As for biographical material, for many of our pioneers each life could be a thick book. But all most readers want is just a reminder—who were they, what did they do, about 200-300 words maximum. That hardly does justice to all many have done, but on the other hand, not doing anything seems worse—the memory of the pioneer and his or her efforts disappears. So I’m trying to do something that is do-able—but I need your help! Tell us about your own work and the work or contributions of people you know. It might help to check out what I already have posted on my website under historical figures and psychodrama stages… http://www.blatner.com/adam/pdirec/index.htm

– John Casson in northeast England has done extensive research into examples of precursors to psychodrama; and also took note of the early dramatists and innovators in the realm of creative drama with children who worked in England and elsewhere early in the 20th century. He has some acknowledgment of advances in the UK after the 1970s. See:

– On the website http://www.blatner.com/adam/pdirec/hist/hist72.htm (Just google keywords psychodrama history figures and you’ll find some photos and brief summaries I’ve done of some of the pioneers in our field. Let’s add to this with photographs, give honor to our teachers.

I’m drawing the line at between 1995 – 2000 because the field has branched off and branched again, proliferating beyond what I can hope to accomplish, even with your help. Indeed, I’m not all that determined to cover everyone who entered the field after 1980, but I do want to note those who contributed before that.

On the ASGPP award site, http://www.asgpp.org/html/award_recipients.html Or google simply ASGPP awards, note the names. I’d like to see 100 -300 words about WHY this or that person was given that award—a little about what they did.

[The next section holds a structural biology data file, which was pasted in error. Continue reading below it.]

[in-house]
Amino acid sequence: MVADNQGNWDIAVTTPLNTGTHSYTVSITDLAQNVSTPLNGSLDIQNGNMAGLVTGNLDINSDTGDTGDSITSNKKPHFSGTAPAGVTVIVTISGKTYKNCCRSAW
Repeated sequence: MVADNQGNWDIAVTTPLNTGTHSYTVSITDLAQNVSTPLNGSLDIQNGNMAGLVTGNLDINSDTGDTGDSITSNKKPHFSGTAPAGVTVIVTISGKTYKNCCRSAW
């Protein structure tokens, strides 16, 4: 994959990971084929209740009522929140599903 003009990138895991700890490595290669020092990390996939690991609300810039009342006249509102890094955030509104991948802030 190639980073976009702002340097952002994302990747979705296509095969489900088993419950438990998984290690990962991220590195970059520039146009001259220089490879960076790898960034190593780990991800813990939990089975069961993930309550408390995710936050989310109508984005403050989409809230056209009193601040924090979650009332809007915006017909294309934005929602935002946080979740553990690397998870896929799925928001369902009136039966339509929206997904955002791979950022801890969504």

If you won an award, or you know someone else who did, please help in filling in this history. (Edit strongly! Don’t expect that I have the time to do that! And I’ll probably get it wrong if you leave it to me!)

If you helped psychodrama move forward, ever received an award, or know someone well who did—or should have—between 1940 – 2000, let’s let the next generation know about them: What did you or they do that should be acknowledged?

There’s a difference between bragging and acknowledging. I am going to dare draw a line at about 200 words. I’m reversing roles with a young psychodramatist who’s in training, and picturing a seminar with a senior trainer. Whose name should be well known or at least barely recognized.

What’s changed, of course, is that the field keeps growing internationally, especially through the 1990s through the present, so it’s no longer feasable to note everyone. Some people have poured in an extra-great amount of work, though, truly devoting themselves to our collective goal.

Example for myself:
Adam Blatner, google adam blatner website. Wrote major books about psychodrama, numerous articles and chapters in books; developed with his wife Allee the application of psychodrama for pure recreation, “The Art of Play,” built bridges with other approaches, expanded the theory to consider the underlying dynamics of “action explorations” (an umbrella category), indefatigable networker and promoter. That might be sufficient. Not too extensive, but some hint.

Websites help, but many of our pioneers in the 20th century haven’t known about this new medium and its potentials. Some have died before they could be given sufficient credit, and perhaps we can remember them a bit.
Further Historical Figures in Psychodrama
In the 2000 (4th) edition of Foundations of Psychodrama, I included acknowledgment of many of the pioneers of that approach in the world, and much of what follows was in that book. As far as I am aware, my Foundations book has been the only source that acknowledges these other pioneers, nationally and internationally. Now that the list of people earning ASGPP fellowships has been posted online, there’s more of this, but that list does not note who made their major contributions when. I’m working on correcting that.
Pioneers in the “First Generation” (following Moreno)

During the 1940s and 1950s, many professionals worked with Moreno in developing psychodrama, sociodrama, and sociometry in psychiatry, sociology, criminology, education, and other fields (Z. Moreno, 1966). Of these, a number continued to make significant contributions in writing and teaching for many years:

∙ Dean Elefthery (died 1979) and his wife Doreen, in Miami, pioneered the method in Europe. She continues. Dean also brought the method to panels at the American Psychiatric Association.